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Publication numberUS2766470 A
Publication typeGrant
Publication dateOct 16, 1956
Filing dateFeb 21, 1952
Priority dateFeb 21, 1952
Publication numberUS 2766470 A, US 2766470A, US-A-2766470, US2766470 A, US2766470A
InventorsBaker Leslie N
Original AssigneeBaker Leslie N
Export CitationBiBTeX, EndNote, RefMan
External Links: USPTO, USPTO Assignment, Espacenet
Rotary toothbrush
US 2766470 A
Abstract  available in
Images(1)
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Claims  available in
Description  (OCR text may contain errors)

Oct. 16, 1956 L. N. BAKER 2,766,470

ROTARY TOOTHBRUSH Filed Feb. 21, 1952 FIGS INVENTOR. Leg/,2 /l/, 50x2 2,766,470 ROTARY TO'OTHBRUSH- Leslie N. Baker, Falmouth, Mass. Application February 21, 1952, Serial No. 272,810

' 4 Claims. (01. 15 2s The present invention relates to a rotary tooth brush and more particularly to a tooth brush which may be driven by electric power although from a constructional consideration the invention also applies to one in which the motor power may be supplied manually. One of the difficulties of providing a rotary tooth brush of the type of the present invention is that it may be slightly clumsy or large and that it is difficult to apply any speed adjustment. Another further diinculty is that the brushes should be removable and that the structure should be substantially water tight so that one may serve for the entire family, each individual having his own brush which may be attached to the rotating element. The present invention overcomes the difliculties set forth above and at the same time provides a simple inexpensive construction by means of which the cost of manufacture may be greatly reduced from structures previously used in the art.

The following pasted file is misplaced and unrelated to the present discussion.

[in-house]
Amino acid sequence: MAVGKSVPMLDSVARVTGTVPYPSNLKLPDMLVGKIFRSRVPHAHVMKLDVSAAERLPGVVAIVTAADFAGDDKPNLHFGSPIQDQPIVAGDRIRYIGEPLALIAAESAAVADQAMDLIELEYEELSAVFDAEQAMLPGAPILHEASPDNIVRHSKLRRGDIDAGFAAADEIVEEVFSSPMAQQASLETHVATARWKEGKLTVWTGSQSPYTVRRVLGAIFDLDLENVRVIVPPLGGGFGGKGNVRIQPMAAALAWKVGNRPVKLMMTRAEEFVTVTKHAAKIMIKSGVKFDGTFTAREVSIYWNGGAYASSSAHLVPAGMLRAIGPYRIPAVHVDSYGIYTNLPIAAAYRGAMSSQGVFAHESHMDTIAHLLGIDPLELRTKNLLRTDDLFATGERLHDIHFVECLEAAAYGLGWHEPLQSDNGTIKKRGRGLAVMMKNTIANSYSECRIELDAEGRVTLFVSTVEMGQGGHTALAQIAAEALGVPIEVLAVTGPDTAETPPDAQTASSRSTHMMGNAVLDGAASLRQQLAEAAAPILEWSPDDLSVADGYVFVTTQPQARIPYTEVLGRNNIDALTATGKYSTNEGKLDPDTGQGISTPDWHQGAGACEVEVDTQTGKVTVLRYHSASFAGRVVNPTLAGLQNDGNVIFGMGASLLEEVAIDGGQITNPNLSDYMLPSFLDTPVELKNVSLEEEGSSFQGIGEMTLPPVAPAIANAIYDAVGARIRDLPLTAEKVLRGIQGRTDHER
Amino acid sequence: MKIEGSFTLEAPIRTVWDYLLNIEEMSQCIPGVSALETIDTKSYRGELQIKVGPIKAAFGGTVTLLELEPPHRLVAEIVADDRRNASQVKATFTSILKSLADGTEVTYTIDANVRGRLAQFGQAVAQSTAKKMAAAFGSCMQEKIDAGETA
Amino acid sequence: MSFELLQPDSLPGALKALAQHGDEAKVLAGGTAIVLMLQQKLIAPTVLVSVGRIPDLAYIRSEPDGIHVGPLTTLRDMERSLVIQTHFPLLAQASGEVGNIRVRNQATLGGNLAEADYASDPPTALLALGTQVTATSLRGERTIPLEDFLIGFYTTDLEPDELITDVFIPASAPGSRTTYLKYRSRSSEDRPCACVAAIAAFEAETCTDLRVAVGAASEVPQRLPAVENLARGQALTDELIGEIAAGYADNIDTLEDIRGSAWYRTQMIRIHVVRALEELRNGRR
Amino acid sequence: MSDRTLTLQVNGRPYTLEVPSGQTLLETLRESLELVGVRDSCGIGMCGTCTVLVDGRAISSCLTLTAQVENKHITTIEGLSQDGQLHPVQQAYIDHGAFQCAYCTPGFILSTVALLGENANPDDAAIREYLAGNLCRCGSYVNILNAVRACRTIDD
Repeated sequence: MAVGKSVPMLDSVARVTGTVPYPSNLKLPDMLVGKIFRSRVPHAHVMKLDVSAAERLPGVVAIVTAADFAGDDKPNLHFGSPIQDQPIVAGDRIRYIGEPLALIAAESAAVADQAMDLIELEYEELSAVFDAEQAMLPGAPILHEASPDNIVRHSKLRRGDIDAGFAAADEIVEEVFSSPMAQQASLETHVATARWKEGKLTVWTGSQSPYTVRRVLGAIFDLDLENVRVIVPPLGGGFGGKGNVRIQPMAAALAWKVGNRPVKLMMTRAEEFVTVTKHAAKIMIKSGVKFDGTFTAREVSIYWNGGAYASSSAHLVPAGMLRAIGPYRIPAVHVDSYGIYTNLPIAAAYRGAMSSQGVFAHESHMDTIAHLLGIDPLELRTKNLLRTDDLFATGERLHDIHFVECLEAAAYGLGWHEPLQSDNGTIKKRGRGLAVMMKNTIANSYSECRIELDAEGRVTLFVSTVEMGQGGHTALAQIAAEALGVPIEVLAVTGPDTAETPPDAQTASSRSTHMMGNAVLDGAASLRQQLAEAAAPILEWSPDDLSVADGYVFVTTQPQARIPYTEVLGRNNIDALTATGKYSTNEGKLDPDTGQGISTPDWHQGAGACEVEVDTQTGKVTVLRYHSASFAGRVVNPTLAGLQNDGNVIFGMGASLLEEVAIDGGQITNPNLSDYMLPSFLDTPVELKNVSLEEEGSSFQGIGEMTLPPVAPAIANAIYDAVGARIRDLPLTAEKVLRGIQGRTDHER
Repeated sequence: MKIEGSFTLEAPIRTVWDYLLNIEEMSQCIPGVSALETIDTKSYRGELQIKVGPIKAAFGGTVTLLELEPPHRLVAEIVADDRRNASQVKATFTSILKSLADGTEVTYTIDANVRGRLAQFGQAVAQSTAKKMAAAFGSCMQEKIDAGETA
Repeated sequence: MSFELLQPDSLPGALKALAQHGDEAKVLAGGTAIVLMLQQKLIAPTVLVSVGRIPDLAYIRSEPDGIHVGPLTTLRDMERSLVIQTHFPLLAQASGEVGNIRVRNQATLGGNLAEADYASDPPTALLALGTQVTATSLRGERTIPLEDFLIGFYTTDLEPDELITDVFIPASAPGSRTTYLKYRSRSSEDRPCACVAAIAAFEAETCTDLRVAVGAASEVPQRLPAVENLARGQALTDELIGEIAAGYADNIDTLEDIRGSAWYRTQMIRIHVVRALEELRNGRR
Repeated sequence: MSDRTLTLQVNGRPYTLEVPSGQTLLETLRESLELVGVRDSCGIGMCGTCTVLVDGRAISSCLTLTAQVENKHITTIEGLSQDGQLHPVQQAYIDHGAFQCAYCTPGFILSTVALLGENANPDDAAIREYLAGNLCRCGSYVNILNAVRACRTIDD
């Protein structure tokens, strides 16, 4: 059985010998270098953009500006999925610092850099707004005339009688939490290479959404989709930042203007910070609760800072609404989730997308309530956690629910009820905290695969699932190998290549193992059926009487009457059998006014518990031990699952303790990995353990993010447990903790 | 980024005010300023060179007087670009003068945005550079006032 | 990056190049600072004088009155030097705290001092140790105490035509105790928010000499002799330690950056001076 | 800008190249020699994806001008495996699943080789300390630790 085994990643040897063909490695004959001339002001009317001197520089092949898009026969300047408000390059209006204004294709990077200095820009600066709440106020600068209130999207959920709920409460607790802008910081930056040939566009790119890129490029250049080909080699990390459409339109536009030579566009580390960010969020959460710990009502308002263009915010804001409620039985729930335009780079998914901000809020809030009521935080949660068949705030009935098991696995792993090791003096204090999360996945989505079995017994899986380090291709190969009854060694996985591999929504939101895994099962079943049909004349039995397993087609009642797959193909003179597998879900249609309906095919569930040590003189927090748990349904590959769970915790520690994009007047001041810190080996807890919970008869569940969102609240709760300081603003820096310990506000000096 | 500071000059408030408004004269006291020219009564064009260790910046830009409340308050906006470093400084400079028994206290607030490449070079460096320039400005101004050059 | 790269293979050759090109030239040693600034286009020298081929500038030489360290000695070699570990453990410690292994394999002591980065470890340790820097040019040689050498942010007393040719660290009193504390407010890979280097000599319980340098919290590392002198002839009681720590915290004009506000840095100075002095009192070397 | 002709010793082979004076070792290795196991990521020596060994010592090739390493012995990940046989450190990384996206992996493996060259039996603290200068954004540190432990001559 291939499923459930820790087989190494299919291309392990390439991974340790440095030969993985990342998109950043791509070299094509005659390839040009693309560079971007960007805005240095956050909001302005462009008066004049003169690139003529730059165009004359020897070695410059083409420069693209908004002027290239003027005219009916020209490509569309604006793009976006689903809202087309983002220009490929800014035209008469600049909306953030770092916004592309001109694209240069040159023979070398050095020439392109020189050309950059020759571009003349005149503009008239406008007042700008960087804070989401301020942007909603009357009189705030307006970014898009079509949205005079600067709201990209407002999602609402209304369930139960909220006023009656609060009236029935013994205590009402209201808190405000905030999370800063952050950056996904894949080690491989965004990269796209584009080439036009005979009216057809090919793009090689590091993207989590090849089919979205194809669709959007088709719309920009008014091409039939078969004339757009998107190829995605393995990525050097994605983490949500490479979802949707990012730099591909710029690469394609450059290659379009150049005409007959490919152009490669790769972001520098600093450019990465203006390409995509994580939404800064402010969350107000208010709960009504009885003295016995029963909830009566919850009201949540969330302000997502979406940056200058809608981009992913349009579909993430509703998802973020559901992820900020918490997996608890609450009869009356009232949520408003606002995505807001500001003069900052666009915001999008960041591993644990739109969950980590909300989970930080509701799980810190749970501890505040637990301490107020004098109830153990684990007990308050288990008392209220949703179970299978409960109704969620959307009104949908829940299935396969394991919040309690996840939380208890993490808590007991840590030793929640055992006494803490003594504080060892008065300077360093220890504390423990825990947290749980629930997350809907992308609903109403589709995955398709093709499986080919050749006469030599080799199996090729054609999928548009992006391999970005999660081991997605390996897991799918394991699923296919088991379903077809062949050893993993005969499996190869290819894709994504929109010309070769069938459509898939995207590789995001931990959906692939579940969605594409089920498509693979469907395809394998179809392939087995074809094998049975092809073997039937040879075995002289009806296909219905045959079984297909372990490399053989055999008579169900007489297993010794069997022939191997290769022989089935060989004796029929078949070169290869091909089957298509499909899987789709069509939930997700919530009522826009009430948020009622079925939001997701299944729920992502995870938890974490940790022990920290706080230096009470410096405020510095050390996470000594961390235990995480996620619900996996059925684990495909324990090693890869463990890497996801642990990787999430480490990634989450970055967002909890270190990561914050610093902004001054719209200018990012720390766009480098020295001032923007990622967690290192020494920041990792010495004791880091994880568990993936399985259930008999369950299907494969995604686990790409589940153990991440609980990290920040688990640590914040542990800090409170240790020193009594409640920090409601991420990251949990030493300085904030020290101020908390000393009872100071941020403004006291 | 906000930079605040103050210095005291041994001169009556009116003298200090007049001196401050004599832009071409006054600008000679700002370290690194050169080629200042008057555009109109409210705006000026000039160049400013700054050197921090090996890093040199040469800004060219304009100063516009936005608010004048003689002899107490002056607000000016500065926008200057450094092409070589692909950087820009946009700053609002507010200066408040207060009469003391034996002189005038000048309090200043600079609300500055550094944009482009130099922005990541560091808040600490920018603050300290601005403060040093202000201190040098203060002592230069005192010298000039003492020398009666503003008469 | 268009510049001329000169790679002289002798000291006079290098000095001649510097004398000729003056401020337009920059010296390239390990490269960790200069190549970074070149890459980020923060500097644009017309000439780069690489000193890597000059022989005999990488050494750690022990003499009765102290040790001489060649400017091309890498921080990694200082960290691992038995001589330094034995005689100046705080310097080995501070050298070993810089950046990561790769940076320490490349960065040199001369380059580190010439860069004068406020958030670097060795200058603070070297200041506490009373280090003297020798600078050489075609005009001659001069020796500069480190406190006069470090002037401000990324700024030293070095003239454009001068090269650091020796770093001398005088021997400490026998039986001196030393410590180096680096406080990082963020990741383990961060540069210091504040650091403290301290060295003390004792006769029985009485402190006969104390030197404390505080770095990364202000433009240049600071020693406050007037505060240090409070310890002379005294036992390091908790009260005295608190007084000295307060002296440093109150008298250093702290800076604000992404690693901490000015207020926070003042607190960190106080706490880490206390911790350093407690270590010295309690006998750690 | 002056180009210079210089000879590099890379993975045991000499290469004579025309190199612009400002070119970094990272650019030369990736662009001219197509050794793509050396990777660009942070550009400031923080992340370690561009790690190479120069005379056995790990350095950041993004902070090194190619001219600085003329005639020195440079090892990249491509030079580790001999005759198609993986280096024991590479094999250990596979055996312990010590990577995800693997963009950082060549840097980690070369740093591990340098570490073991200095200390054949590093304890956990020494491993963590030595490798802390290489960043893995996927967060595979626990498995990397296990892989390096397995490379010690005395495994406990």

In the present invention the housing may be made of very few parts. The drive shaft extends through the handle which has enlarged end cavity sections, one for the motor and the other for the rotary mechanism to which the tooth brush is attached. This construction permits the whole housing to be made, if desired, of a unitary molded form with "openings at only two ends to each of the cavity sections.

In a modified form theh'ousing may be made of two substantially'symmetrical halves with'no other elements forming the housing, which halves are held together either by cement or by suitable screws at various points in the housing.

The merits and advantages of the present invention will be more fully understood from the specification set forth below when taken in connection with the drawings illustrating embodiments of the same, in which:

Figure 1 shows a side elevation of the invention partly in section.

Figure 2 shows a section on the line 2-2 Figure 3 shows a modified form of the partly in section.

Figure 4 shows a modified form for the housing which may be applied substantially to the structure shown in Figure 3.

Figure 5 shows a sectional View on the line 55 of Figure 4, and,

Figure 6 shows a Figure 4.

In the arrangement indicated in Figure I, there is indicated a housing 1 which has a motor cavity section 2 at the right end and a gear cavity section 3 at the left end from which a spindle 4 projects to which a brush 5 is attached. The housing 1 is preferably composed of some light material such as plastic but may also be composed of metal such for instance as aluminum or other suitable materials. The housing 1 has a long shaft or handle section 6 within which the shaft 7 is contained which rotates in sleeve bearings 8, at the motor end, and 9 at the gear housing end of the housing. These of Figure 1. head cavity plan view of the form shown in shaft 7.

beatings 8 and 9 carry and support the shaft 7 clear of the internal walls of the housing. The motor shell 2 of the housing may be opened at the end 10 and thereby permit the shaft 7, the bearing 8 and the motor 11 to be inserted in the housing all as a single unit. The fact that the motor housing is open at the end 10 will permit the adjustment of the bearing 8 which may be a self lubricating hearing. The gear housing end has a flat surface 12 threaded to receive a plate or disc 13 serving as a closure for a cylindrical opening in the face 12. This closure 13 has a bearing 14 through which the spindle 4 extends. An 0 ring 15 may be set in the walls of the bearing 14 so as to make a liquid-tight joint on this hearing.